As you approach the end of the tax year you may be looking back on a year of near misses or a year of investment pain.

Or perhaps, somewhere in between.

In recent years, the approach to June 30th has been a time when you may have had to search pretty hard to find losses in your portfolio.  You’ve possibly just resigned yourself to declaring the profits to the tax man and grudgingly paying the tax.

This tax year could tell a different story for you and many other investors.

I’m sure I don’t need to go through a running commentary of the worst investments of the last twelve months.  So perhaps it’s best if I illustrate it this way:

•    Allco Finance Group Ltd [AFG]

•    ABC Learning Centres Ltd [ABS]

•    Babcock & Brown Ltd [BNB]

•    Commander Communications Ltd [CDR]

•    Great Southern Ltd [GTP]

•    Nylex Ltd [NLX]

•    Timbercorp Ltd [TIM]

Did that send any shivers down your spine?

The startling thing about the list is two years ago most financial advisers would have been happy to suggest any of those stocks for your portfolio.

Now they are gone the only gift this list of losers can give is the potential to claim a capital loss to offset against capital gains.

But not so fast.  Before you get too excited, it’s not quite as simple as waiting for the shares to be delisted and then declaring the write-off.

You need to remember that although a company is no longer trading on the ASX, you are still a shareholder in the company.  So, as a part owner you could still be due a payout – providing there’s anything left once the creditors have been paid what they’re owed.

What you really want to know is “when can you claim the capital loss in your tax return?”

Let me try and answer that for you now.  Well, there’s good news and bad news.

The good news is the tax forms are pretty simple.  You just need to add up all your capital gains for the year, then deduct any losses, and that gives you the “Net capital gain” to enter on your tax return.

Just remember that for individuals you need to complete the “Supplementary” income tax form.

The bad news is the timeframe between a company delisting from the exchange and you being able to claim the tax loss could be years.

As I mentioned above, it’s not as simple as waiting for the shares to be delisted from the exchange.  The point at which you can claim the capital loss depends on the stage of “winding up” the company is in.

Let’s go through some of the details now…

According to, there are three main categories of capital loss companies:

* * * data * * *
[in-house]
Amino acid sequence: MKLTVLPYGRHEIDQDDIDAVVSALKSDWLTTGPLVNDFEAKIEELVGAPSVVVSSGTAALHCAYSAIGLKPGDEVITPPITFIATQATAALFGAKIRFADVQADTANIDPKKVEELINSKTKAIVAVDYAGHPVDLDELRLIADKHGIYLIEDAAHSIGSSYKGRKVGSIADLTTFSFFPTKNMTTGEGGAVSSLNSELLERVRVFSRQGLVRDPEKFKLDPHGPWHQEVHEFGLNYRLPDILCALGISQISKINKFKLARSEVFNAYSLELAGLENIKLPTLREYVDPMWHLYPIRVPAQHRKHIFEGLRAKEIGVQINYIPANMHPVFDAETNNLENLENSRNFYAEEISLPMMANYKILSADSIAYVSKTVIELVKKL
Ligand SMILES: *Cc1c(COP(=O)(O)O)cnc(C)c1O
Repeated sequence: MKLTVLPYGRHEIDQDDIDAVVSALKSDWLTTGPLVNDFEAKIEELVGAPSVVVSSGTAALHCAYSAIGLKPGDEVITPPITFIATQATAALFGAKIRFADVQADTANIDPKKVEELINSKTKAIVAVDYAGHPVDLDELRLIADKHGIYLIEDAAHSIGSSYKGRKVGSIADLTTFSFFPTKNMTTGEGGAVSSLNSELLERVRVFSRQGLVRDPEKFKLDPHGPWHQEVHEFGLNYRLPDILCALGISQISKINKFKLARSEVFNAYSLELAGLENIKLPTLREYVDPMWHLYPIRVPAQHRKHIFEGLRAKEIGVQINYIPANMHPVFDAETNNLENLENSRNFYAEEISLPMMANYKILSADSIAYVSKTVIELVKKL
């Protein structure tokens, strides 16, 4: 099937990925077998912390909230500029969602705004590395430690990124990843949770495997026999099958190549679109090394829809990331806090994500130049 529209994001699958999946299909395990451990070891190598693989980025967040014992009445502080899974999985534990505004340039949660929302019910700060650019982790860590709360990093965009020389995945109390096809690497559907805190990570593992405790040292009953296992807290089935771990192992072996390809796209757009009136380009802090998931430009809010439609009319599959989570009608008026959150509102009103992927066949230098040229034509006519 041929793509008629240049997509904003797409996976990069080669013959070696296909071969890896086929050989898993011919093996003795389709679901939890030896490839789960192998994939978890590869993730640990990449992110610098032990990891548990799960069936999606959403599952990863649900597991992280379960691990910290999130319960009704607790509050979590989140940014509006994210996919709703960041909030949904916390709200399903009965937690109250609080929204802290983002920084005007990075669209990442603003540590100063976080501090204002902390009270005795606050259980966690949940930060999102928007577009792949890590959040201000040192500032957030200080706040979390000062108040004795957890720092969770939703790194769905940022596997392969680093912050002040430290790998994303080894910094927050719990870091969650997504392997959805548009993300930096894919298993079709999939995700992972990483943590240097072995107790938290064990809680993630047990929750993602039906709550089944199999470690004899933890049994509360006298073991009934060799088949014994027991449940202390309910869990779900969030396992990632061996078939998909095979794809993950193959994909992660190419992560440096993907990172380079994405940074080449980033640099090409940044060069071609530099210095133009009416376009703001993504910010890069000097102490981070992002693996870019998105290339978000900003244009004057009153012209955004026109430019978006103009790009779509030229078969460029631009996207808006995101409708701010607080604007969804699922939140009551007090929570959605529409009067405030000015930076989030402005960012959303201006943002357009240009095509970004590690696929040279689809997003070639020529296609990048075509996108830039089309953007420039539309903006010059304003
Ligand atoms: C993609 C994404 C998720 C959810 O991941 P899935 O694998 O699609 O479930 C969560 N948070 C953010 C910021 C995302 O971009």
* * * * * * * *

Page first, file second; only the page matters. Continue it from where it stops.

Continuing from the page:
1.    Liquidators’/Administrators’ declarations issued this year

2.    Liquidators’/Administrators’ declarations issued in previous years

3.    Companies suspended from quotation and/or in external administration tells us that three companies – one of which is Allco Finance Group Limited – have issued a ‘loss declaration’ during the 2008/09 financial year.

So, if you’re a shareholder of Allco Finance you’ll have received a notice from the Administrators’ advising you the company has been wound-up and deregistered.

Armed with that notice you can safely file it away and include your Allco Finance shares as a capital loss on your tax return.

The next two categories are not quite so straightforward. tells us that a capital loss letter from the Administrators or Liquidators can only be used in the tax-year the declaration was made.

In other words, if you were unlucky to be a Pasminco shareholder when it went belly-up in 2001 you could only claim the loss in the 2004/05 tax year.  If you didn’t claim it during that year then it’s too late to use this method.

However, there is another way, which I’ll get to in a moment…

Before I do, let’s take a look at the third category, because the method available to you now is similar to the method you can use to claim the loss on companies in the second category, but there’s a catch.  It could cost you a few dollars to do it.

If you don’t want to wait four years like Pasminco shareholders, you can use a service provided by  They will ‘buy’ your worthless shares for a nominal value of $1, plus a scaled administration fee.

The benefit of doing this is that you crystallise your loss right away without having to wait for the Administrators and creditors to pick over the carcass of your ‘dead’ investment.

There is a potential downside – although it’s unlikely in most cases – and that’s if the company did relist its shares or was able to pay shareholders any excess funds following the winding up of the company. has an extensive list of over 100 companies that no longer trade and for which they can help you crystallise a capital loss.

However, if you think the 2009/10 financial year is going to be better than the last twelve months and that you’ll be awash with profits, you may want to think about holding capital losses over until next year.

Surely it couldn’t be any worse than this year!

Other articles in this week’s newsletter

On which stocks can you claim a capital loss this financial year?

18 Share Tips

How to declare dividends & franking credits on your tax return

I wanna build MORE in Super but they won’t let me!

Why commodities could run

American vs European warrants

Top 10 CFD stocks for the week

More breaking news